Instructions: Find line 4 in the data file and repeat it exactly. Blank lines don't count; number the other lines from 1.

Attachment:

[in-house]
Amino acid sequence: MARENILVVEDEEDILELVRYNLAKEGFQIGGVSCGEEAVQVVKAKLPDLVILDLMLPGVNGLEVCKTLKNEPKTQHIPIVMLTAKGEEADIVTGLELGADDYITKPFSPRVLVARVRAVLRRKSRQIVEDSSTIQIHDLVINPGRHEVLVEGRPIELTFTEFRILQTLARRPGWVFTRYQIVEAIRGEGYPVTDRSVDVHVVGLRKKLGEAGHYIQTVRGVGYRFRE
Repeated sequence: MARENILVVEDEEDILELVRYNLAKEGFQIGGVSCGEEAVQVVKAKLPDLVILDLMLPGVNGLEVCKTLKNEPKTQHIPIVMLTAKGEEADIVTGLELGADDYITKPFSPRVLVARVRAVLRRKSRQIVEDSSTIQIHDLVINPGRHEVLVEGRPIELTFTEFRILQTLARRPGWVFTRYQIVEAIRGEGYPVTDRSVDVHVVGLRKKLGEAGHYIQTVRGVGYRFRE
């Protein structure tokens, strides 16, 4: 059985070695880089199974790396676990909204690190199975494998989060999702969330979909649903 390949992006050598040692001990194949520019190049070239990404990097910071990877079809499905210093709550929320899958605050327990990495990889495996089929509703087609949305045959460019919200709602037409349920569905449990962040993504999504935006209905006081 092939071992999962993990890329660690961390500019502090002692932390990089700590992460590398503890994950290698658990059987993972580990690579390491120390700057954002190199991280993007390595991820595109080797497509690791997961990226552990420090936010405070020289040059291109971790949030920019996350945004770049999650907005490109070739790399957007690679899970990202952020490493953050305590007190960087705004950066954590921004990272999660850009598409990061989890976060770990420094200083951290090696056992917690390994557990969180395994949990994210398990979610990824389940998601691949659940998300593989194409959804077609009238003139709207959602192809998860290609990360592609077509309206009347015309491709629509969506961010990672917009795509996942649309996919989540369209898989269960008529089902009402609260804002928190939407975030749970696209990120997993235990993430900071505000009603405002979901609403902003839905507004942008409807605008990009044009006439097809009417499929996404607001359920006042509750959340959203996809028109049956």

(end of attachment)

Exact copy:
């Protein structure tokens, strides 16, 4: 059985070695880089199974790396676990909204690190199975494998989060999702969330979909649903 390949992006050598040692001990194949520019190049070239990404990097910071990877079809499905210093709550929320899958605050327990990495990889495996089929509703087609949305045959460019919200709602037409349920569905449990962040993504999504935006209905006081 092939071992999962993990890329660690961390500019502090002692932390990089700590992460590398503890994950290698658990059987993972580990690579390491120390700057954002190199991280993007390595991820595109080797497509690791997961990226552990420090936010405070020289040059291109971790949030920019996350945004770049999650907005490109070739790399957007690679899970990202952020490493953050305590007190960087705004950066954590921004990272999660850009598409990061989890976060770990420094200083951290090696056992917690390994557990969180395994949990994210398990979610990824389940998601691949659940998300593989194409959804077609009238003139709207959602192809998860290609990360592609077509309206009347015309491709629509969506961010990672917009795509996942649309996919989540369209898989269960008529089902009402609260804002928190939407975030749970696209990120997993235990993430900071505000009603405002979901609403902003839905507004942008409807605008990009044009006439097809009417499929996404607001359920006042509750959340959203996809028109049956």